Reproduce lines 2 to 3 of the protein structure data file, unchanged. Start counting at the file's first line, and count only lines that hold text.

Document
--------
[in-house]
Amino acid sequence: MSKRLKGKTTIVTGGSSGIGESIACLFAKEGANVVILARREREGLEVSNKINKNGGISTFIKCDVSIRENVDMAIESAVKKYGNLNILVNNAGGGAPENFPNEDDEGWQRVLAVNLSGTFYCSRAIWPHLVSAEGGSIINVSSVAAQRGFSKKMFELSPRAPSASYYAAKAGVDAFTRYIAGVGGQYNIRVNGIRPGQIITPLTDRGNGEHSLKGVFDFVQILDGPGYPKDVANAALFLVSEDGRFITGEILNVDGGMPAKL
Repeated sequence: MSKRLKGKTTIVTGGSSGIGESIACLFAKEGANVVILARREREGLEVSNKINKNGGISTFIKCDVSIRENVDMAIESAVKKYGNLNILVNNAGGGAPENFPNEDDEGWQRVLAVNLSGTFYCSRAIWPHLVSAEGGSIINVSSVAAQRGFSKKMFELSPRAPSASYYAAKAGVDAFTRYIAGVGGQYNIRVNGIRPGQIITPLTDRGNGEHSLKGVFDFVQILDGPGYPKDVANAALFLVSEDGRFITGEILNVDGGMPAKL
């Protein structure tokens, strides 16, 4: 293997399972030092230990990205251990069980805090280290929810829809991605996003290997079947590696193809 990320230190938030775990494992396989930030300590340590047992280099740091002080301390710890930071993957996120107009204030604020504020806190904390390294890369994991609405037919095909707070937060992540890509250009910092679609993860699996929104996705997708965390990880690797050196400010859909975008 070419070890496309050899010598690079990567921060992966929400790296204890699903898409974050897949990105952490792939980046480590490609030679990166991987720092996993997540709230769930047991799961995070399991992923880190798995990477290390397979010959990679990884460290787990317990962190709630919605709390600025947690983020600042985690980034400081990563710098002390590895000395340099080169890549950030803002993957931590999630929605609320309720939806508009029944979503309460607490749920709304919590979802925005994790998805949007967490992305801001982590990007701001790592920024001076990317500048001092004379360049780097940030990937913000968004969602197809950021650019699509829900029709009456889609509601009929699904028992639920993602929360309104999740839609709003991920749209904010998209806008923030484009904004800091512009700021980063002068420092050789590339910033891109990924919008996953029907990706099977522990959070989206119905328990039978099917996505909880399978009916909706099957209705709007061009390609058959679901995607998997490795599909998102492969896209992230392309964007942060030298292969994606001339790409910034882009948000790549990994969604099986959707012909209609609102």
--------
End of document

Amino acid sequence: MSKRLKGKTTIVTGGSSGIGESIACLFAKEGANVVILARREREGLEVSNKINKNGGISTFIKCDVSIRENVDMAIESAVKKYGNLNILVNNAGGGAPENFPNEDDEGWQRVLAVNLSGTFYCSRAIWPHLVSAEGGSIINVSSVAAQRGFSKKMFELSPRAPSASYYAAKAGVDAFTRYIAGVGGQYNIRVNGIRPGQIITPLTDRGNGEHSLKGVFDFVQILDGPGYPKDVANAALFLVSEDGRFITGEILNVDGGMPAKL
Repeated sequence: MSKRLKGKTTIVTGGSSGIGESIACLFAKEGANVVILARREREGLEVSNKINKNGGISTFIKCDVSIRENVDMAIESAVKKYGNLNILVNNAGGGAPENFPNEDDEGWQRVLAVNLSGTFYCSRAIWPHLVSAEGGSIINVSSVAAQRGFSKKMFELSPRAPSASYYAAKAGVDAFTRYIAGVGGQYNIRVNGIRPGQIITPLTDRGNGEHSLKGVFDFVQILDGPGYPKDVANAALFLVSEDGRFITGEILNVDGGMPAKL